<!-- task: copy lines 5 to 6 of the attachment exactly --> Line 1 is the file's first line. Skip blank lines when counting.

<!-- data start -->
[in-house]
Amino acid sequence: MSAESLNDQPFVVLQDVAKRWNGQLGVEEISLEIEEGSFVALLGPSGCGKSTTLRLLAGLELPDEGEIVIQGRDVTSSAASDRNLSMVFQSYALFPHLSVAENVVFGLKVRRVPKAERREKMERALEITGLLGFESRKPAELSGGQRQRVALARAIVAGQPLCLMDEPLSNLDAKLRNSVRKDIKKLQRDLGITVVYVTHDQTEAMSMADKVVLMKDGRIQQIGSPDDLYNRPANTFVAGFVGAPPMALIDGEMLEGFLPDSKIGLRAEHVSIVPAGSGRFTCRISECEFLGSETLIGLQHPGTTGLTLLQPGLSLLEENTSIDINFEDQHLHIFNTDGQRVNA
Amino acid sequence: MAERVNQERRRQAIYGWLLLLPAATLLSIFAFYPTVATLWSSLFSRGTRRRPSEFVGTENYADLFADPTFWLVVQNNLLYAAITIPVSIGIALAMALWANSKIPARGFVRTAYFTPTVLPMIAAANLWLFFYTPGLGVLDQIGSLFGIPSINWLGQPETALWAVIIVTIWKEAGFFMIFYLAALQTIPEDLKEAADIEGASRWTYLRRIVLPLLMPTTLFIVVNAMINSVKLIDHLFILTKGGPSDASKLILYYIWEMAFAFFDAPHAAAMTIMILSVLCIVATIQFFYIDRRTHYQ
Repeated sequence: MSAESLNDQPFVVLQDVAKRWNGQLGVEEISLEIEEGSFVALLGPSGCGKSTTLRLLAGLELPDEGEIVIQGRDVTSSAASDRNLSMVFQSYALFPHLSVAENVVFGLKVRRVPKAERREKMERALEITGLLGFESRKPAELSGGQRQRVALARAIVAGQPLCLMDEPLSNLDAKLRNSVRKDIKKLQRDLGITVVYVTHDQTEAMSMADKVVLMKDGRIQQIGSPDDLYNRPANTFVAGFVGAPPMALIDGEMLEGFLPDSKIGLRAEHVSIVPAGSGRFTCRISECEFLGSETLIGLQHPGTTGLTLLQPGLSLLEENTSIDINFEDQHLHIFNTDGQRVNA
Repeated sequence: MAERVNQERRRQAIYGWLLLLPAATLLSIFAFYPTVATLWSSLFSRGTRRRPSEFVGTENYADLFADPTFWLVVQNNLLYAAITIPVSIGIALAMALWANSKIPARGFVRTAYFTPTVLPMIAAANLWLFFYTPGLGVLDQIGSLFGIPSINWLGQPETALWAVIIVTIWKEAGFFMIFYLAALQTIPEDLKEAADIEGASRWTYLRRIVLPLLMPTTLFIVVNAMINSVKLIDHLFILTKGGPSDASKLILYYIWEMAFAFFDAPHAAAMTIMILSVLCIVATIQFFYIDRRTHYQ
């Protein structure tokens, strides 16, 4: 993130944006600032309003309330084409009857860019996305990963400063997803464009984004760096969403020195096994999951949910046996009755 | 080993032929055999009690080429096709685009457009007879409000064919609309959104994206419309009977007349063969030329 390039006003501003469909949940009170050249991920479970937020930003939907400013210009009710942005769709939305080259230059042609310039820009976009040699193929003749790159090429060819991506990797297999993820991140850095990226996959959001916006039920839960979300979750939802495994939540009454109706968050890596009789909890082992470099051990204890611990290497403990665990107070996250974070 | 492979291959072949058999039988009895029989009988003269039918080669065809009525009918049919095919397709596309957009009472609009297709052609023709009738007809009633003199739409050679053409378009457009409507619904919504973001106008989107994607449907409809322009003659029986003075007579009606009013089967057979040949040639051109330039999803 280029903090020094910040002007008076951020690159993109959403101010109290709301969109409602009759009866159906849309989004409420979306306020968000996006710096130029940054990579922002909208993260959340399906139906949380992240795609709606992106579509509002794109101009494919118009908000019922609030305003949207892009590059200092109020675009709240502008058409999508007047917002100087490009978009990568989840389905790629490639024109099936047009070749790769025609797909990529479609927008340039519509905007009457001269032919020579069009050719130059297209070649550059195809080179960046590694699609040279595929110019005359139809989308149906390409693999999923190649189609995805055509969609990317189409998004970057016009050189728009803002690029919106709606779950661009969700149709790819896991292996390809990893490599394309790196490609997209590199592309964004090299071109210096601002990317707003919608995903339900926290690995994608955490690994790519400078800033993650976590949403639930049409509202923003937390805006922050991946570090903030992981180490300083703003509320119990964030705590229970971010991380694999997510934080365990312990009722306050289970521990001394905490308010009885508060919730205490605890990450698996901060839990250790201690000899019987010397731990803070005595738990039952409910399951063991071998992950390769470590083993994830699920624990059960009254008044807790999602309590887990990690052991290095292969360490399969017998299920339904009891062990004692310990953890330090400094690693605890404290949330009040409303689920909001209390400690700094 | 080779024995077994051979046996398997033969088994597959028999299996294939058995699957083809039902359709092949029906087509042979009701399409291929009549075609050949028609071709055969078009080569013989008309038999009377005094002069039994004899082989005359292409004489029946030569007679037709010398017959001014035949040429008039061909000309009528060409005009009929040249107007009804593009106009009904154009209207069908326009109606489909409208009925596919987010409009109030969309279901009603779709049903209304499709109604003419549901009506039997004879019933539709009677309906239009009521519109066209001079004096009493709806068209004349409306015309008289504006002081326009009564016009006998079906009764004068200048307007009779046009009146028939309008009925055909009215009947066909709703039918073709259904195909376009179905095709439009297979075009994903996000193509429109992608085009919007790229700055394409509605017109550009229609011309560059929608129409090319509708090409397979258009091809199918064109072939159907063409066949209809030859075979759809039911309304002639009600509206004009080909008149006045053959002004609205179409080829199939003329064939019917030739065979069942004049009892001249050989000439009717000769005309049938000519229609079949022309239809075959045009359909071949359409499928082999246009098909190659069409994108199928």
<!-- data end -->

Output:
Repeated sequence: MAERVNQERRRQAIYGWLLLLPAATLLSIFAFYPTVATLWSSLFSRGTRRRPSEFVGTENYADLFADPTFWLVVQNNLLYAAITIPVSIGIALAMALWANSKIPARGFVRTAYFTPTVLPMIAAANLWLFFYTPGLGVLDQIGSLFGIPSINWLGQPETALWAVIIVTIWKEAGFFMIFYLAALQTIPEDLKEAADIEGASRWTYLRRIVLPLLMPTTLFIVVNAMINSVKLIDHLFILTKGGPSDASKLILYYIWEMAFAFFDAPHAAAMTIMILSVLCIVATIQFFYIDRRTHYQ
């Protein structure tokens, strides 16, 4: 993130944006600032309003309330084409009857860019996305990963400063997803464009984004760096969403020195096994999951949910046996009755 | 080993032929055999009690080429096709685009457009007879409000064919609309959104994206419309009977007349063969030329 390039006003501003469909949940009170050249991920479970937020930003939907400013210009009710942005769709939305080259230059042609310039820009976009040699193929003749790159090429060819991506990797297999993820991140850095990226996959959001916006039920839960979300979750939802495994939540009454109706968050890596009789909890082992470099051990204890611990290497403990665990107070996250974070 | 492979291959072949058999039988009895029989009988003269039918080669065809009525009918049919095919397709596309957009009472609009297709052609023709009738007809009633003199739409050679053409378009457009409507619904919504973001106008989107994607449907409809322009003659029986003075007579009606009013089967057979040949040639051109330039999803 280029903090020094910040002007008076951020690159993109959403101010109290709301969109409602009759009866159906849309989004409420979306306020968000996006710096130029940054990579922002909208993260959340399906139906949380992240795609709606992106579509509002794109101009494919118009908000019922609030305003949207892009590059200092109020675009709240502008058409999508007047917002100087490009978009990568989840389905790629490639024109099936047009070749790769025609797909990529479609927008340039519509905007009457001269032919020579069009050719130059297209070649550059195809080179960046590694699609040279595929110019005359139809989308149906390409693999999923190649189609995805055509969609990317189409998004970057016009050189728009803002690029919106709606779950661009969700149709790819896991292996390809990893490599394309790196490609997209590199592309964004090299071109210096601002990317707003919608995903339900926290690995994608955490690994790519400078800033993650976590949403639930049409509202923003937390805006922050991946570090903030992981180490300083703003509320119990964030705590229970971010991380694999997510934080365990312990009722306050289970521990001394905490308010009885508060919730205490605890990450698996901060839990250790201690000899019987010397731990803070005595738990039952409910399951063991071998992950390769470590083993994830699920624990059960009254008044807790999602309590887990990690052991290095292969360490399969017998299920339904009891062990004692310990953890330090400094690693605890404290949330009040409303689920909001209390400690700094 | 080779024995077994051979046996398997033969088994597959028999299996294939058995699957083809039902359709092949029906087509042979009701399409291929009549075609050949028609071709055969078009080569013989008309038999009377005094002069039994004899082989005359292409004489029946030569007679037709010398017959001014035949040429008039061909000309009528060409005009009929040249107007009804593009106009009904154009209207069908326009109606489909409208009925596919987010409009109030969309279901009603779709049903209304499709109604003419549901009506039997004879019933539709009677309906239009009521519109066209001079004096009493709806068209004349409306015309008289504006002081326009009564016009006998079906009764004068200048307007009779046009009146028939309008009925055909009215009947066909709703039918073709259904195909376009179905095709439009297979075009994903996000193509429109992608085009919007790229700055394409509605017109550009229609011309560059929608129409090319509708090409397979258009091809199918064109072939159907063409066949209809030859075979759809039911309304002639009600509206004009080909008149006045053959002004609205179409080829199939003329064939019917030739065979069942004049009892001249050989000439009717000769005309049938000519229609079949022309239809075959045009359909071949359409499928082999246009098909190659069409994108199928």